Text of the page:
Odor induced feelings do influence thought content and the thinking process, mental concentration and perhaps even rational judgment which is left brain activity but only indirectly. They can also affect our moods which are not only complex but transient. Moods can strongly affect and determine every behavior from eating habits to social conduct.
So what happens? Odor stimuli in the limbic system release neurotransmitters:
Endorphins reduce pain, stimulate *** feelings, and produce a sense of well-being. These are also feel-good hormones. Endorphins are endogenous opioid polypeptide compounds. These are big words that simply tell us that these hormones are created by the body and have similar actions to opiates. They are produced by the pituitary gland and the hypothalamus during strenuous exercise, excitement, and orgasm. And, they resemble the opiates in their abilities to produce analgesia and a sense of well-being. Endorphins work as “natural fever relievers. " The term “endorphin" implies a pharmacological activity. It consists of two parts: endo- and -orphin; these are short forms of the words endogenous and morphine, intended to mean “a morphine-like substance originating from within the body. "
Enkephalines reduce pain, produce pleasant euphoric sensations, and create a feeling of well-being.
These feel-good hormones are a type of endorphine that are particularly euphoric. They are either of two naturally occurring pentapeptides (methionine and leucine) isolated from the brain, which have potent opiate-like effects and probably serve as neurotransmitters.
Serotonin helps relax and calm. In the central nervous system, serotonin is believed to play an important role as a neurotransmitter in the modulation of anger, aggression, body temperature, mood, sleep, sexuality, and appetite as well as stimulating vomiting. Serotonin is found extensively in the human gastrointestinal tract (about 80-90% of the body's total serotonin is found in the gut). In the blood, the major storage site is platelets, which collect serotonin for use to help with post-injury vasoconstriction.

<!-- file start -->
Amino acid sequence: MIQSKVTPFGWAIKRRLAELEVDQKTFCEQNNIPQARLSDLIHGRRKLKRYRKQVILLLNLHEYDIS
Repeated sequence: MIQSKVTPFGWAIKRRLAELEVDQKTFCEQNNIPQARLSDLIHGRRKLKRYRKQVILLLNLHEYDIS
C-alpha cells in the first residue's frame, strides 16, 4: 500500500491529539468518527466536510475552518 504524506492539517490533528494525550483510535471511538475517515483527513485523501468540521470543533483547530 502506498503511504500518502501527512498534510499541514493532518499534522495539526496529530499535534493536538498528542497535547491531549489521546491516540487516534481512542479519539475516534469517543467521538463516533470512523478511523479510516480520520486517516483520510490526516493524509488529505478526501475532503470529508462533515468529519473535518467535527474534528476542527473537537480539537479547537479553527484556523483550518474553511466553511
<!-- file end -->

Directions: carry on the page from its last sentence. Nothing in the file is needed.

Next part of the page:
Noradrenalin acts as a stimulant that helps keep you awake. Noradrenalin is one of the catecholamine hormones, chemically related to adrenalin and crucial to help us maintain alertness, drive, and motivation. This hormone functions as an important neurotransmitter in the sympathetic nervous system and in the central nervous system. Levels of noradrenalin often are significantly reduced in people with depression or who attempt suicide.
These are all complex hormonal activities. They are orchestrated by the limbic system by way of the hypothalamus. Your emotional or instinctual reactions that get registered in the limbic system-get translated into physical responses like your “fight or flight, " *** impulses or the expression of pleasure. These are pretty important hormones that keep us safe and keep our species alive!
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From Linda L. Smith, director of the Institute of Spiritual Ministry and Aromatherapy, Inc.